Updated 07 August 2015

What is aerobic or cardiovascular training?

Aerobic or cardiovascular exercises or training is the corner stone of a fitness programme to improve fitness levels.

Aerobic or cardiovascular exercises or training is the corner stone of a fitness programme to improve fitness levels.

Examples of aerobic exercises include: walking, running, swimming, cycling, rowing, paddling, climbing stairs, spinning, running on a treadmill, stepping, dancing, kickboxing – any exercise that will increase your heartrate. Get fit either outdoors or in a gym. The choice is yours.

Get fit the way you’ll enjoy most
It is best to get fit in a way that you enjoy and like. No use choosing a cycling programme if you hate bicycles, or a swimming programme if you are hydrophobic, or a running programme if you just can’t stand the idea of jogging. But you’ll be amazed of what you may start enjoying as your fitness levels increase.

By starting off with walking, you may soon feel strong enough to start running even though you didn’t plan to be so adventurous. So be realistic and practical in choosing the right fitness programme, but a good self-challenge may lead to unexpected surprises.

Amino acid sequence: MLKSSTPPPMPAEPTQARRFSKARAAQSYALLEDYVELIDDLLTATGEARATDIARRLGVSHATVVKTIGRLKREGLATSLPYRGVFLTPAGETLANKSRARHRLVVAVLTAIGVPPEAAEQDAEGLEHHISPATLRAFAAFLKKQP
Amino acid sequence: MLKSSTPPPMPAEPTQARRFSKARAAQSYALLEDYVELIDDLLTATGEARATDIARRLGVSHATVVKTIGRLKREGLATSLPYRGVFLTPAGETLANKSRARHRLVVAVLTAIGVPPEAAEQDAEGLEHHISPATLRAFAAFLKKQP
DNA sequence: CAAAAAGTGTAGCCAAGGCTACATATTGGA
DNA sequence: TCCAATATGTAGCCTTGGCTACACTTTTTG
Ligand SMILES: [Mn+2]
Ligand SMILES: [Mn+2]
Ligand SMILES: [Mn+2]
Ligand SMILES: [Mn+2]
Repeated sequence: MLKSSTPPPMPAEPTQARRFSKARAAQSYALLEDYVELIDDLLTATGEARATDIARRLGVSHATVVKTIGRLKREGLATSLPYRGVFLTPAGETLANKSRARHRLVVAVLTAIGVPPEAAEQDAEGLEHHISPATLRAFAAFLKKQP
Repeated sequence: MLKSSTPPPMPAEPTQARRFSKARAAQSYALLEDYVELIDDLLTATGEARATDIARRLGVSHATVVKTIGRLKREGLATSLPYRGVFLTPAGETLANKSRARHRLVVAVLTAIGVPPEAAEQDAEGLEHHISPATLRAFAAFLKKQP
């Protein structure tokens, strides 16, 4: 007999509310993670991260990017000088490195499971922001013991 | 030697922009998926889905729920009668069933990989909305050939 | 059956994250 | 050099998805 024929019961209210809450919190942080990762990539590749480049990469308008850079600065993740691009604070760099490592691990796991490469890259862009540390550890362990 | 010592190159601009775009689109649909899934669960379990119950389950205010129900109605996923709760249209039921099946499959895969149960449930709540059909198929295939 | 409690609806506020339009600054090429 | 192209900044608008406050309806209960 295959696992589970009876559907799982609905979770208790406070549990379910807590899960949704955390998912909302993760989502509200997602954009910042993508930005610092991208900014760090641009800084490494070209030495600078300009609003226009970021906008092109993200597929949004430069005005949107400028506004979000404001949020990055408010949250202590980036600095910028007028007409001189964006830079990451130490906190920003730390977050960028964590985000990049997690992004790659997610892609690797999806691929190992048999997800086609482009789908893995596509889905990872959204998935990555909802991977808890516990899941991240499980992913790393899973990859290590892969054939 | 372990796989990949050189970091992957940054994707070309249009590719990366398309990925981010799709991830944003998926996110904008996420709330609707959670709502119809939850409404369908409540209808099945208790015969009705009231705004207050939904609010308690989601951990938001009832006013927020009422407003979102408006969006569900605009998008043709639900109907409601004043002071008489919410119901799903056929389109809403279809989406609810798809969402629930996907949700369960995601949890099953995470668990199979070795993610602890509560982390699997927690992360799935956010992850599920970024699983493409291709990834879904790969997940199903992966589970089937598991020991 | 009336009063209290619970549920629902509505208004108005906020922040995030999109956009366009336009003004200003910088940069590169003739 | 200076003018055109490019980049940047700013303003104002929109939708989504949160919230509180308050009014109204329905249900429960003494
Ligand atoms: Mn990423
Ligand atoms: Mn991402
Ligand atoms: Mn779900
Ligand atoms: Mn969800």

For real benefit you need to exercise at least three times weekly, 20 – 45 minutes per session.

Keep your finger on the pulse
Train at a pace and intensity where your heartrate increases, but not exceeds, 70% - 75% of your theoretical maximum heart rate (TMHR).

Calculate your THMR as follows: 70 % x (225 minus your age).

A 35-year-old’s TMHR will be:
70/100 x (225 – 35)
= 70/100 x 190
= 133 – 142 (75 % will be 142)

Feel your pulse for 10 seconds. It’s easiest to feel it with two fingers in your neck – follow the arch of the trachea from the midline of your throat to either the left or right side of your neck. You’ll feel the beating pulse right where the arch of the trachea curves into the hollow “valley”. You should count 1/6th of your TMHR. For most people this will be approximately 17 –25 beats per 10 seconds.

How will you know that you’re getting fitter?

  • Your resting pulse rate (measured first thing in the morning after waking up) will start decreasing. By logging your resting pulse rate every morning, you will be able to observe your progress.
  • Your pace (time of aerobic exercise in minutes divided by the distance in km) will decrease. You will be able to exercise more and longer at a faster pace! Log your time and distance of aerobic exercise after every session.
  • You won’t be so out of breath when you go shopping, go hiking, or do every day chores.
  • You’ll feel better.

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